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Folk-lore of the Holy Land, Moslem, Christian and Jewish, by J. E. Hanauer [1907], at

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ON the mountain-top above a Mohammedan village stood a wely or saint's tomb, of which the guardian was one Sheykh Abdullah, a genial old man and well-beloved in the neighbourhood. Accompanied by orphan boy named Ali, his disciple, and mounted on an ass which he had brought up ever since it was a foal, he used to ride from village to village, prescribing for the sick, and selling amulets and charms written by himself, which were warranted to preserve their wearers from the evil eye and other strange adversities. He would also draw up horoscopes, and discover secrets in the magic mirror of ink or by the sand table.

When Ali was grown up, the old man said to him: "My son, I have taught you all I know. There are few khatìbs 1 with half your learning. All you have now to do is to become a Haji by pilgrimage to the Holy Places. Then, in sh’Allah, you will find it easy to obtain a post, like mine, of honourable ease. As a derwìsh, you need no money. Take my old abâyeh, this mahajaneh, and the ass to ride on; start to-morrow with the other pilgrims.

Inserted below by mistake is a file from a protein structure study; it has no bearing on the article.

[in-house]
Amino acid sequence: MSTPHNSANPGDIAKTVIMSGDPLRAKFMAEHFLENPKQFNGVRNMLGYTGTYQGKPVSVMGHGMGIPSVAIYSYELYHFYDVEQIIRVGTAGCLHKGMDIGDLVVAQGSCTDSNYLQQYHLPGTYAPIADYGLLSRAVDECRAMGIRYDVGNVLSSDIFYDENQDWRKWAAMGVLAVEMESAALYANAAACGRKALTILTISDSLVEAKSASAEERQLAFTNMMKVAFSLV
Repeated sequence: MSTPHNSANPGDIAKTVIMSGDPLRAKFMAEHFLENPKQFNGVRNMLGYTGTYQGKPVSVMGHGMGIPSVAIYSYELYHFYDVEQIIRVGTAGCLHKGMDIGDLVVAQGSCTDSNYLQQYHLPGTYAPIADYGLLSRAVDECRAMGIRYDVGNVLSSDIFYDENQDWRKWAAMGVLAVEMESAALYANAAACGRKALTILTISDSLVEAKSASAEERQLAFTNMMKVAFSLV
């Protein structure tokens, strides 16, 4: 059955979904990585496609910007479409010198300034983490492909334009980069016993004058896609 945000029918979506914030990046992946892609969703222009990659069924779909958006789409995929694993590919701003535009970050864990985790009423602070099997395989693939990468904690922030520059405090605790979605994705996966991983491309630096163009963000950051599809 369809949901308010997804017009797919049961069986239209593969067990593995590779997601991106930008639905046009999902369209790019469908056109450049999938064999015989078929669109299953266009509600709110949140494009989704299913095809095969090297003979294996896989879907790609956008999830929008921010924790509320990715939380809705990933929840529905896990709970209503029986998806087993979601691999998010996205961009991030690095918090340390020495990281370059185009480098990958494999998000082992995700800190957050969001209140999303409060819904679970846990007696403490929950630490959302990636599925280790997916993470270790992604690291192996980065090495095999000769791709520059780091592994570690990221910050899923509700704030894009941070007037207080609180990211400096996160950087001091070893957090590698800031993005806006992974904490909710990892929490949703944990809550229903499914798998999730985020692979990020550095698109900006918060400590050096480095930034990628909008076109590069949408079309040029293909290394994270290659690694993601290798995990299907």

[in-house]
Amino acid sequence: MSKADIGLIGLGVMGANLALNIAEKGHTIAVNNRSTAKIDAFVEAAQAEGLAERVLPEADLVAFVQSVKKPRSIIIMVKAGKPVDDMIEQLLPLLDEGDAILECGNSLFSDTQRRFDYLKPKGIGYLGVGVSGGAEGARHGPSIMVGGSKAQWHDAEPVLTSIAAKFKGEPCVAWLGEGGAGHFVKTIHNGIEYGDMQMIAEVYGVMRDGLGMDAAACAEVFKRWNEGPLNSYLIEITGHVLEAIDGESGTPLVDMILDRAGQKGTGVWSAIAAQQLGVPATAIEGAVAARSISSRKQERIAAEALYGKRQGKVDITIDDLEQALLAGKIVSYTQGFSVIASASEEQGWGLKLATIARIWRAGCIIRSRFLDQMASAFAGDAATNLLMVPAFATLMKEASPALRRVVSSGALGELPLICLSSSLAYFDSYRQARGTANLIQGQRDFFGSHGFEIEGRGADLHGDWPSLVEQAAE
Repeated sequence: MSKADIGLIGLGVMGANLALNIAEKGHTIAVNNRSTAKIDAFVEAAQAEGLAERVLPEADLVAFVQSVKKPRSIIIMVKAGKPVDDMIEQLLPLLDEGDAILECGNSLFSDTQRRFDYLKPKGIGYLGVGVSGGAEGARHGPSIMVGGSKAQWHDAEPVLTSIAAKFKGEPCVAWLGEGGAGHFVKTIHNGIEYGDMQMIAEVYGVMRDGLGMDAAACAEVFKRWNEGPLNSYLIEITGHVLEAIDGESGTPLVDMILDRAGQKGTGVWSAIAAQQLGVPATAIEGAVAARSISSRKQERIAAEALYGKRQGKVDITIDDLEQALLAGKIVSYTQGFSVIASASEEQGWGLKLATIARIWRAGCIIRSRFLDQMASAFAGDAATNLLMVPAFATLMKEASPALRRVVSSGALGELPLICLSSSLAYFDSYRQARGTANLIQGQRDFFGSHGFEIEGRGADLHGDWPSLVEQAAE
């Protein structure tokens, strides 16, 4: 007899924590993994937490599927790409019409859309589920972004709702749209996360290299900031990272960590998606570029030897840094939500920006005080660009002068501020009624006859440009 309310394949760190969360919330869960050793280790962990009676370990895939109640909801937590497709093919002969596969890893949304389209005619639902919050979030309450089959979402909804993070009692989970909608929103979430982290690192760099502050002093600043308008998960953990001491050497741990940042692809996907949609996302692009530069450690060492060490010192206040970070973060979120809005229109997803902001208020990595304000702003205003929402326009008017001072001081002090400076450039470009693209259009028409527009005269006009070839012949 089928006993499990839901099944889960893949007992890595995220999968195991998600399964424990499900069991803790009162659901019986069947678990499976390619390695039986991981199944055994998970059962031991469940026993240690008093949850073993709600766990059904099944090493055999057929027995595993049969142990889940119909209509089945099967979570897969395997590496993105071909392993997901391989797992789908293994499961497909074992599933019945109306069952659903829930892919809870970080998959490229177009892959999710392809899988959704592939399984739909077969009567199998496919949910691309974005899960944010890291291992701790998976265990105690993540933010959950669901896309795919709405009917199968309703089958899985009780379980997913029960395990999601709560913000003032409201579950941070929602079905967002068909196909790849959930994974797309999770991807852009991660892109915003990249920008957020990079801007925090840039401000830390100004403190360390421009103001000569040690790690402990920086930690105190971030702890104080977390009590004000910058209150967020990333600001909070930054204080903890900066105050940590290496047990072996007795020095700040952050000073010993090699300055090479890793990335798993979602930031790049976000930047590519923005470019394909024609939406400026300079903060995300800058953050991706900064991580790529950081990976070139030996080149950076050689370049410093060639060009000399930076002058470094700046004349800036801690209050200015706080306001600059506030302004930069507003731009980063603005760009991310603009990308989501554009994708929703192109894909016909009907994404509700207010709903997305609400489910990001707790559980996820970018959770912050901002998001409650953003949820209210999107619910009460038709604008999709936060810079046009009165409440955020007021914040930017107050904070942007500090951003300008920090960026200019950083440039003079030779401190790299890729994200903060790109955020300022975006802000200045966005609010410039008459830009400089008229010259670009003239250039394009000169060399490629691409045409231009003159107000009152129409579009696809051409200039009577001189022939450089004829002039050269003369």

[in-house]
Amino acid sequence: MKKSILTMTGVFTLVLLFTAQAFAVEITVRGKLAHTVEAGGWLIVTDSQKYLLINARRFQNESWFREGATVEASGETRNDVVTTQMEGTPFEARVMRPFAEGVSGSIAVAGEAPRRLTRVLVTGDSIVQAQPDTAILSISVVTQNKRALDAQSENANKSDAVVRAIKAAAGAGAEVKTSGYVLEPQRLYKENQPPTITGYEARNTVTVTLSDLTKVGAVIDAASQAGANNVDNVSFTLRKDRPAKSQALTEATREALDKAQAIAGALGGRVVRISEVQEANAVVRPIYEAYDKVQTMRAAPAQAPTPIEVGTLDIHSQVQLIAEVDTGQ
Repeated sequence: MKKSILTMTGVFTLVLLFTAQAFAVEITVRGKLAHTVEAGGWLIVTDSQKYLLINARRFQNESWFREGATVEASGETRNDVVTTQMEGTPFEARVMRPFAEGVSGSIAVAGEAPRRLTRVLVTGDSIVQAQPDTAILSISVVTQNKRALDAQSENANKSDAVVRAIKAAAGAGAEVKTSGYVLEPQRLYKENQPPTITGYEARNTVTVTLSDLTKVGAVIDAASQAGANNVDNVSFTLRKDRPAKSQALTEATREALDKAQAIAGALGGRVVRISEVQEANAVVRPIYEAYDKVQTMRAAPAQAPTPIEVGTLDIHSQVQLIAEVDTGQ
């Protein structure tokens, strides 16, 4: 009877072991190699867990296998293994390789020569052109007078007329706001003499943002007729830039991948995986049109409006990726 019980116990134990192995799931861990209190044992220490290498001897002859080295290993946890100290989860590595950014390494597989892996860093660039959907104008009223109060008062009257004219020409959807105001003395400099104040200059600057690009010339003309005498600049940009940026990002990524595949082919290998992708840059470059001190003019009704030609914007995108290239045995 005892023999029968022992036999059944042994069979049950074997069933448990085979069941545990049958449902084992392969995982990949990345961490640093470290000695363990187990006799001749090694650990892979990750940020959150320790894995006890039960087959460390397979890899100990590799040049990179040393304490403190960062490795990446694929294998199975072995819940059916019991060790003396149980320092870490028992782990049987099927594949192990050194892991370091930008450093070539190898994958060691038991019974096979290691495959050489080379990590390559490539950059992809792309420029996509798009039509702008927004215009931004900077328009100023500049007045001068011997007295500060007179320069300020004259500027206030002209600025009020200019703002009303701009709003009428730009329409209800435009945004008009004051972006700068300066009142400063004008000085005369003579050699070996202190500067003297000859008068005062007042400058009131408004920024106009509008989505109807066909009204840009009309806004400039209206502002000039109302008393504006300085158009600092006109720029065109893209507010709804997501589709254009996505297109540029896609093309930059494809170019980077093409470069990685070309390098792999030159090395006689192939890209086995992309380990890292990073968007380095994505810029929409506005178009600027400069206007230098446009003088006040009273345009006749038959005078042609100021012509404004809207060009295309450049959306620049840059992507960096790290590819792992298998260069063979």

Ali, though reluctant to leave his adopted father, followed the sheykh's advice, and, having obtained his blessing, set out next day. By the mercy of Allah he journeyed in safety for many months,